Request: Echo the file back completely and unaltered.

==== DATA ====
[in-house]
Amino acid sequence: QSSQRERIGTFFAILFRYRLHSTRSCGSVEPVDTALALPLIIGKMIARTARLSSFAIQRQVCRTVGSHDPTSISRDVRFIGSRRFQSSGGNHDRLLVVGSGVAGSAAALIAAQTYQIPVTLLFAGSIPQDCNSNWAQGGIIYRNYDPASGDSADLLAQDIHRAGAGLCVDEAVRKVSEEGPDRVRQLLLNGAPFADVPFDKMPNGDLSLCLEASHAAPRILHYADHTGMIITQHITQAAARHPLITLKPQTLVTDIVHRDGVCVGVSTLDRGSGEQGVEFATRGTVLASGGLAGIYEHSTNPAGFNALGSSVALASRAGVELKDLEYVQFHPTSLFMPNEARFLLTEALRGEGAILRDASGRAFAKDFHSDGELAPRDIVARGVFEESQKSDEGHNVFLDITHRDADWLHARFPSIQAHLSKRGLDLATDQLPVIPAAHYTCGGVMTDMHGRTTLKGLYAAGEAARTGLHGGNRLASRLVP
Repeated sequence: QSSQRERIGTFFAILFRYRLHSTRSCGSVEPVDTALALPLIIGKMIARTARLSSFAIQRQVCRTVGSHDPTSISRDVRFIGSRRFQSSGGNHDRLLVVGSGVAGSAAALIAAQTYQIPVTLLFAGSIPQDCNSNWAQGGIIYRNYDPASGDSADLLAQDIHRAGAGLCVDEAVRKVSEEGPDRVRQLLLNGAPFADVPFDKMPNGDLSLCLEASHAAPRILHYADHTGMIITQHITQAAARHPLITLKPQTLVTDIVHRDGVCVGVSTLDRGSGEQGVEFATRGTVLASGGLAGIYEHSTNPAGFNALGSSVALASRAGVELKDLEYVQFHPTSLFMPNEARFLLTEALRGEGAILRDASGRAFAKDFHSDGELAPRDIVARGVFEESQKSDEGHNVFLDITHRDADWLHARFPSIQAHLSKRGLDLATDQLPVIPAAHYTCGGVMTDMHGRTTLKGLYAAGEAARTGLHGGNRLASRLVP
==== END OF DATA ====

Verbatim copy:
[in-house]
Amino acid sequence: QSSQRERIGTFFAILFRYRLHSTRSCGSVEPVDTALALPLIIGKMIARTARLSSFAIQRQVCRTVGSHDPTSISRDVRFIGSRRFQSSGGNHDRLLVVGSGVAGSAAALIAAQTYQIPVTLLFAGSIPQDCNSNWAQGGIIYRNYDPASGDSADLLAQDIHRAGAGLCVDEAVRKVSEEGPDRVRQLLLNGAPFADVPFDKMPNGDLSLCLEASHAAPRILHYADHTGMIITQHITQAAARHPLITLKPQTLVTDIVHRDGVCVGVSTLDRGSGEQGVEFATRGTVLASGGLAGIYEHSTNPAGFNALGSSVALASRAGVELKDLEYVQFHPTSLFMPNEARFLLTEALRGEGAILRDASGRAFAKDFHSDGELAPRDIVARGVFEESQKSDEGHNVFLDITHRDADWLHARFPSIQAHLSKRGLDLATDQLPVIPAAHYTCGGVMTDMHGRTTLKGLYAAGEAARTGLHGGNRLASRLVP
Repeated sequence: QSSQRERIGTFFAILFRYRLHSTRSCGSVEPVDTALALPLIIGKMIARTARLSSFAIQRQVCRTVGSHDPTSISRDVRFIGSRRFQSSGGNHDRLLVVGSGVAGSAAALIAAQTYQIPVTLLFAGSIPQDCNSNWAQGGIIYRNYDPASGDSADLLAQDIHRAGAGLCVDEAVRKVSEEGPDRVRQLLLNGAPFADVPFDKMPNGDLSLCLEASHAAPRILHYADHTGMIITQHITQAAARHPLITLKPQTLVTDIVHRDGVCVGVSTLDRGSGEQGVEFATRGTVLASGGLAGIYEHSTNPAGFNALGSSVALASRAGVELKDLEYVQFHPTSLFMPNEARFLLTEALRGEGAILRDASGRAFAKDFHSDGELAPRDIVARGVFEESQKSDEGHNVFLDITHRDADWLHARFPSIQAHLSKRGLDLATDQLPVIPAAHYTCGGVMTDMHGRTTLKGLYAAGEAARTGLHGGNRLASRLVP